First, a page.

Cleveland Press Collection, Cleveland State
George Forbes tosses journalist Roldo Bartimole from a special council meeting in 1981.
Cleveland independent journalist Roldo Bartimole turns 85 years old today. More importantly for local news consumers, April 5 marks the day, 50 years ago, that Roldo reached the end of his rope working for mainstream media outlets.
He was employed by the Wall Street Journal
at the time, working at that paper's Cleveland bureau. As the story goes, Roldo experienced an "epiphany" when he attended a conference where George Wiley, head of the National Welfare Rights Organization, spoke about the black community's feelings in response to Martin Luther King's assassination the previous day.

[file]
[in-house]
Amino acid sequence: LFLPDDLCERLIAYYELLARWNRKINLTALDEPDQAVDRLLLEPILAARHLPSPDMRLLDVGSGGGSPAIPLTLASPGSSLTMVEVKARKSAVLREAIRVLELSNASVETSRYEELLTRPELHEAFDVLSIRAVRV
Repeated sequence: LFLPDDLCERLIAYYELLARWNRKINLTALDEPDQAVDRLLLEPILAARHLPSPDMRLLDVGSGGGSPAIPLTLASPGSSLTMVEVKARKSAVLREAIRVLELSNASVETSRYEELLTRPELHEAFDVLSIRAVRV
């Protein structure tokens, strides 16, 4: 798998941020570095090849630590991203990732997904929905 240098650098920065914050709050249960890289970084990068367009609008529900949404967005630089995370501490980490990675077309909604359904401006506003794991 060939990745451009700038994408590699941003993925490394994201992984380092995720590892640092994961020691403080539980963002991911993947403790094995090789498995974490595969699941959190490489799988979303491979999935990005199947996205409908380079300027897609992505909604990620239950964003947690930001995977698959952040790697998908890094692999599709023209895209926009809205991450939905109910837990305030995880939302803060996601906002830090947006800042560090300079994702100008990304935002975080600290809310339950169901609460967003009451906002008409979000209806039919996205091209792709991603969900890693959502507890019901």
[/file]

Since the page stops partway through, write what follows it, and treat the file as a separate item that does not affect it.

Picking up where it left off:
Listening to and observing the largely white, educated audience ask questions about black rioting — "When are you people going to stop the burning in the cities," one man reportedly asked — Roldo was moved to action.
Via a Free Times profile from December, 2000:
"Roldo's own sense of rage was boiling up. Maybe it had something to do with the poverty and the racial friction and the power imbalances and all the other inequities and injustices that he'd been chronicling for nearly a decade [in Bridgeport, Conn., and at the Plain Dealer
and the WSJ].
He quit his job the next day. He was going to get the word out on his own."
Thus began Roldo's crusading newsletter Point of View,
which he published continuously for 32 years, shining a light on the "three-headed dog" of Cleveland power: politics, business, and the media. After Point of View,
Roldo continued to publish columns in the Free Times, CoolCleveland,
and, most recently, on the local blog Have Coffee Will Write.
Roldo summed up his 50-year journalistic career, an apparent sign-off, in a lengthy post earlier this year